CSS Input

oo7ml
oo7ml used Ask the Experts™
on
Hi,

Does anyone know if there is any tool (probably a Chrome extention), that will allow you to inject a css sheet (stored on your server), into another site, for viewing purposes only.

I update / redesign a lot of different sites for my clients. I usually start by opening their site in Chrome and using the inspector to change a few things around in front of the client... however as soon as i close the tab, the changes are lost... so i'd like to be able to save the CSS code to a input-style.css file and save it to my server and then 'inject' it into my client's site for demonstration purposes.

Thanks in advance for your help.
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Most Valuable Expert 2017
Distinguished Expert 2018

Commented:
In Firefox you can do this with the Inspect Element option - see screenshot below screenshot

Author

Commented:
Thanks, that's exactly what i am looking for. Do you know if it is possible in Chrome?
Most Valuable Expert 2017
Distinguished Expert 2018

Commented:
Not sure about chrome - I did find this though

https://developer.chrome.com/extensions/manifest/web_accessible_resources

And this

https://developer.chrome.com/extensions/tabs#method-insertCSS

Which talk about injecting CSS into the page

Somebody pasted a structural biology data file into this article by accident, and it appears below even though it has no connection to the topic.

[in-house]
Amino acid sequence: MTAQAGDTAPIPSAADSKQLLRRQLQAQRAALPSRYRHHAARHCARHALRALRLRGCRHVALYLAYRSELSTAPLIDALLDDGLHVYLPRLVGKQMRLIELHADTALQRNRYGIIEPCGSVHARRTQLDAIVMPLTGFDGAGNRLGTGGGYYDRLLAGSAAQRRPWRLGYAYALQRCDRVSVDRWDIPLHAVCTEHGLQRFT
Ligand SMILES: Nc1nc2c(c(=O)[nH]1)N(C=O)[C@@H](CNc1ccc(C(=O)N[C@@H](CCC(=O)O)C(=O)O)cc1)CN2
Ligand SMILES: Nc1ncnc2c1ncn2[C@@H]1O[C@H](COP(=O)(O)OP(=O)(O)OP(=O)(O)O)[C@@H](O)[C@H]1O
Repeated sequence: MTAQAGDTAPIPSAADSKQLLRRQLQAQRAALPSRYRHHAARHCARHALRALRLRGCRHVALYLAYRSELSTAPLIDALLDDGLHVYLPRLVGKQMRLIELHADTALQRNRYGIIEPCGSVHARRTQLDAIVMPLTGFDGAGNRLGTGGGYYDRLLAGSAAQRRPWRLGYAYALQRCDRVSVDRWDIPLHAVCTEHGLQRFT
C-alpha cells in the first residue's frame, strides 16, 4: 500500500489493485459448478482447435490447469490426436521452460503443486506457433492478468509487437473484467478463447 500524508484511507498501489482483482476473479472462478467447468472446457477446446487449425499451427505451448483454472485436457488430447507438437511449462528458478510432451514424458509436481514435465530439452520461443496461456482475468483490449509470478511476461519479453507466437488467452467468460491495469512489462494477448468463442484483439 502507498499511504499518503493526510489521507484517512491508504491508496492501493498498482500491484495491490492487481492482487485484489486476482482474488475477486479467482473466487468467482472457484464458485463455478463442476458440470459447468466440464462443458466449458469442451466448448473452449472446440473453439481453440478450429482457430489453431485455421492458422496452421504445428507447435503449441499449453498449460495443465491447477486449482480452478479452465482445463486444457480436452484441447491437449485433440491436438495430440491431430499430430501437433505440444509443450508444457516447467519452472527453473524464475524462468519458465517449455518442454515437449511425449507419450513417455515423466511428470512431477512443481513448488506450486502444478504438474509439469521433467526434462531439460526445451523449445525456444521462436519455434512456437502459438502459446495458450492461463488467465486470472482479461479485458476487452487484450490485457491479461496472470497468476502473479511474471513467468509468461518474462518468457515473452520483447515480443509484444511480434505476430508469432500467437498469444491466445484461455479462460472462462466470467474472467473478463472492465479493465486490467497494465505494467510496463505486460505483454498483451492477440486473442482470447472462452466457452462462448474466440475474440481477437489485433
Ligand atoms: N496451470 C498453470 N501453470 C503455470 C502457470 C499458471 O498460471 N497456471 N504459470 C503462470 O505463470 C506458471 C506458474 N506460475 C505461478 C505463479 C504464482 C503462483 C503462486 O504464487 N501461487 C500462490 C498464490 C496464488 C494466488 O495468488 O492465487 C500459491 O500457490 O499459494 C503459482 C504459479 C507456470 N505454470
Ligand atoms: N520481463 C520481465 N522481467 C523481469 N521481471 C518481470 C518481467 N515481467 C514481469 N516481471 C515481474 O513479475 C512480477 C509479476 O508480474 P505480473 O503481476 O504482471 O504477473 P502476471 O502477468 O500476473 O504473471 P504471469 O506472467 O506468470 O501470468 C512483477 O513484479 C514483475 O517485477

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Author

Commented:
Great, thanks... i'll take a look into this.
Brandon LyonWeb Developer/Designer

Commented:
There's a plugin named stylish which does what you mention. It's also available in Firefox.

Author

Commented:
Great, thanks... i'll look into this now... can you save changes (html & css)?
Brandon LyonWeb Developer/Designer

Commented:
I don't think stylish works with HTML. In chromes developer tools there may be something like that but I don't know since I haven't used such a feature. What are you trying to accomplish? There may be another way to do it which works better.

Author

Commented:
Thanks Brandon.

Basically i spend a lot of time, editing CSS and HTML live on a website in front of a client, using Inspect Element on Google Chrome.

This allows me to change the colors of various part's of a client's website in front of them so that i can direct feedback on the changes they want.

Obviously as soon as move away from the page or refresh the page, the changes are lost... i'll love to be be able to save the changes to a 'browser css file' as such so that anytime the page is loaded i can turn this on and off to inject CSS and HTML.
Brandon LyonWeb Developer/Designer

Commented:
There are text editors such as brackets.io which will automatically reload a page when you save a local file.  I believe you can use them to inject css or possibly html.

Author

Commented:
I use brackets but it's working outside of the browser.
Brandon LyonWeb Developer/Designer

Commented:
Here is a link from the brackets github which goes over the live-preview functionality.
https://github.com/adobe/brackets/wiki/How-to-Use-Brackets#live-preview

If you can't get it working, there are plugins which add similar functionality to the atom.io editor.

Author

Commented:
Thanks Brandon. Sorry i don't think i am explaining myself correctly.